Regarding diet and health he wrote that the equality (ἰσονομία) of the powers (wet, dry, cold, hot, bitter, sweet, etc.) maintains health but the rise of monarchy (μοναρχία) among them produces disease. He believed that the maintenance of health depends upon equilibrium of the faculties, moist and dry, cold and hot, bitter and sweet and so on, and that the predominance any of them generates causes of disease, since the predominance of any single one of them is disastrous.

He concluded that disease occurs in many instances owing to excess or deficiency of food and drink, in some from excess of heat or cold, connecting nutrition with other extraneous causes such as qualities of water, soil or district or some unavoidable cause or things akin thereto3. As a result health depends upon an evenly proportioned combination of qualities and he was the first to suggest that diet was strongly related with environmental factors and modes of life.

Acron, from Agrigentum in Sicily, became famous and much admired, especially after he established himself as a sophist at Athens(4). He wrote two treatises in the Doric idiom, one about the general principles of medicine (ΠΕΡΙ ΙΑΤΡΙΚΗΣ) and a second concerning nutrition and diet (ΠΕΡΙ ΤΡΟΦΗΣ ΥΓΙΕΙΝΩΝ)5. Influenced in all respects by the concepts of Alcmaeon, as he was probably one of his followers, he recognized that exaggerations as well as squanders in consumption of food or wines constituted one of the causes which allowed various illnesses to prevail. Thus when more nourishment was taken than the human body could sustain, diseases were caused.


1.The brief biographical sketch by Diogenes Laertius (III century C.E.) insists that Alcmaeon wrote mostly on medical matters: Diogenes Laertius, LIVES OF EMINENT PHILOSOPHERS, VIII. 83, Vol. II, Loeb.
2.Alcmaeon was an early pioneer and advocate of anatomical dissection and recognised as the first to identify the eustachian tubes, the optical nerve, in his research to explain each of the individual senses with the exception of touch. Though the surviving accounts are fairly rudimentary, his inquiry on sense perception led him to distinguish perception from understanding and probably to the conclusion that the brain was the governing faculty of the human body. Thus Alcmaeon contributed the idea that physicians should draw conclusions from empirical observations and experiments, an idea that implicitly rejected the alternative notion that science should depend on «divine revelation»: G. G. Celesia, ALCMAEON OF CROTON’S OBSERVATIONS ON HEALTH, BRAIN, MIND AND SOUL, Journal of the History of the Neurosciences, Vol. 21(4), 2012, pp. 409-426.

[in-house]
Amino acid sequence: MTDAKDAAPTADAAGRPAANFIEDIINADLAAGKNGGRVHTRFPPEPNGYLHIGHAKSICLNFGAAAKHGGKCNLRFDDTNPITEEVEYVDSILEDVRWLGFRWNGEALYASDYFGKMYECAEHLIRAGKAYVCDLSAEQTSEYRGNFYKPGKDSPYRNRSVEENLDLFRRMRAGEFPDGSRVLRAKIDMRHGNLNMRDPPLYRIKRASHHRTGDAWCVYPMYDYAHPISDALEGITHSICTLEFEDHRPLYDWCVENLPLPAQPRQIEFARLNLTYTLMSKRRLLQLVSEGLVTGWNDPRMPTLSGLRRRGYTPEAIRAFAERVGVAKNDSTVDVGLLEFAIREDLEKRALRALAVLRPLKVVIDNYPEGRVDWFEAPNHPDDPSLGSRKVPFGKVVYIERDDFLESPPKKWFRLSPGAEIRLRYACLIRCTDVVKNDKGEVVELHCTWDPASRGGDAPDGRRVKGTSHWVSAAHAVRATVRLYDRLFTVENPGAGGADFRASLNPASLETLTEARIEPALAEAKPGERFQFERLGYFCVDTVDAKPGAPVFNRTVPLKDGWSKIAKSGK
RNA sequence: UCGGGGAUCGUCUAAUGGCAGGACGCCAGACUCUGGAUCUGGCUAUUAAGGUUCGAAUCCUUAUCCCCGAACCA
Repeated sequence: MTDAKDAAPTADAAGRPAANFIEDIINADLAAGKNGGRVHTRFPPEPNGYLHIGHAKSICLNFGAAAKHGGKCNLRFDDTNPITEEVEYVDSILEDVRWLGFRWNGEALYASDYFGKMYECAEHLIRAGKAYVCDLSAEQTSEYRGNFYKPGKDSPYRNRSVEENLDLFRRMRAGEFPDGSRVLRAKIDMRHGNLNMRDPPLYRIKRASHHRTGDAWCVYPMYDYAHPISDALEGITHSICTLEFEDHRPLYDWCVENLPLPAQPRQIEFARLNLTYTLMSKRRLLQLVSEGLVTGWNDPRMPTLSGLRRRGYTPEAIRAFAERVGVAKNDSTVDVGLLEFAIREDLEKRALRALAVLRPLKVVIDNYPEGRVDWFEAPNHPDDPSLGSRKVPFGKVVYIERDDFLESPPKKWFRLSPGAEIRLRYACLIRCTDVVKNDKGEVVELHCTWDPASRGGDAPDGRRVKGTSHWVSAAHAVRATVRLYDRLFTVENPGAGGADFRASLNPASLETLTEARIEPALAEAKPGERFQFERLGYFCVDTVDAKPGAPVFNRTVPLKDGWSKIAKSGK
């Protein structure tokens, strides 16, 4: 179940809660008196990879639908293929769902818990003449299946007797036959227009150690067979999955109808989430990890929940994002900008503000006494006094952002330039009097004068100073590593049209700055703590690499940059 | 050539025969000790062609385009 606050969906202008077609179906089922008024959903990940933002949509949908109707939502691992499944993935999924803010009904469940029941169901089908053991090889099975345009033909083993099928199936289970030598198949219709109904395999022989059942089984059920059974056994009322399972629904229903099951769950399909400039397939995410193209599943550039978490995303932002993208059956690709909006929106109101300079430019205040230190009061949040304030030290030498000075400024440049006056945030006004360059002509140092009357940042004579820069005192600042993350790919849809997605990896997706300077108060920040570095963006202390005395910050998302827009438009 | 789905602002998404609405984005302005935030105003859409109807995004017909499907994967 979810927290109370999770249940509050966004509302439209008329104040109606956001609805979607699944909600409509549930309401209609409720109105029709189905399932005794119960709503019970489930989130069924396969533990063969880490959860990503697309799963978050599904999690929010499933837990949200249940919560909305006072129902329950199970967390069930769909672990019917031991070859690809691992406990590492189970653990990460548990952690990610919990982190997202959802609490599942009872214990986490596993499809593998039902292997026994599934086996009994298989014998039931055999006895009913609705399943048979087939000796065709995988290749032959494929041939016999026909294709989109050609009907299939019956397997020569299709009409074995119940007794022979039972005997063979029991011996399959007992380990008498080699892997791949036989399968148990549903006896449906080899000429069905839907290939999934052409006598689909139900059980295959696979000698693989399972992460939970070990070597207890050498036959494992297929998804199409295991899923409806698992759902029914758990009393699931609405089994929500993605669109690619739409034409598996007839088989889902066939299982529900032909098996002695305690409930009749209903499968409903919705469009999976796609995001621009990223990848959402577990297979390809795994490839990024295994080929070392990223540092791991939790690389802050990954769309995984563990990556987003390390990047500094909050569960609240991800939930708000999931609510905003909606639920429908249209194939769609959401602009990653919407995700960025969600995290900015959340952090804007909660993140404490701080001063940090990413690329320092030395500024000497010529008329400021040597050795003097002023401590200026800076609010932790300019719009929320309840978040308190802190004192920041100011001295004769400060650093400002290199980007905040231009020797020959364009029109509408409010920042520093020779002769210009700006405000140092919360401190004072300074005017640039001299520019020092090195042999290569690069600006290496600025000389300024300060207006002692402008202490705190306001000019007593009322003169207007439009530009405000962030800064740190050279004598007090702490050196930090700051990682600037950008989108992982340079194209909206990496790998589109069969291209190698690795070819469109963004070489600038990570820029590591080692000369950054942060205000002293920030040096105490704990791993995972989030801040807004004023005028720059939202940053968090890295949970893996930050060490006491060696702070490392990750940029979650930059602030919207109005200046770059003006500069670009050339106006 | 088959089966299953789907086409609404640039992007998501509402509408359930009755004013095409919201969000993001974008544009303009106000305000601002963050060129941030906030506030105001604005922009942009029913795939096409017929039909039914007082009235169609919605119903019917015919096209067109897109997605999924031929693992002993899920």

3.Hermann Diels, Walther Kranz, DIE FRAGMENTE DER VORSOKRATIKER, Alkmaion, Fr. 4, Erster Band, Weidmannsche Buchhandlung, Berlin, 1906, p. 104.
4.SUIDAE LEXICON, Ada Adler, Lipsiae, 1928-1938 & B. G. Teubner, 1971, Band I, s.v. Ἄκρων.
5.Antonius Westermann, ΒΙΟΓΡΑΦΟΙ, VITARUM SCRIPTORES GRAECI MINORES, Georgius Westermann, Brunsvigae, 1845, p. 455.

George Katsos is the author and managing director of Archaeopolis – ancient Greek events and services.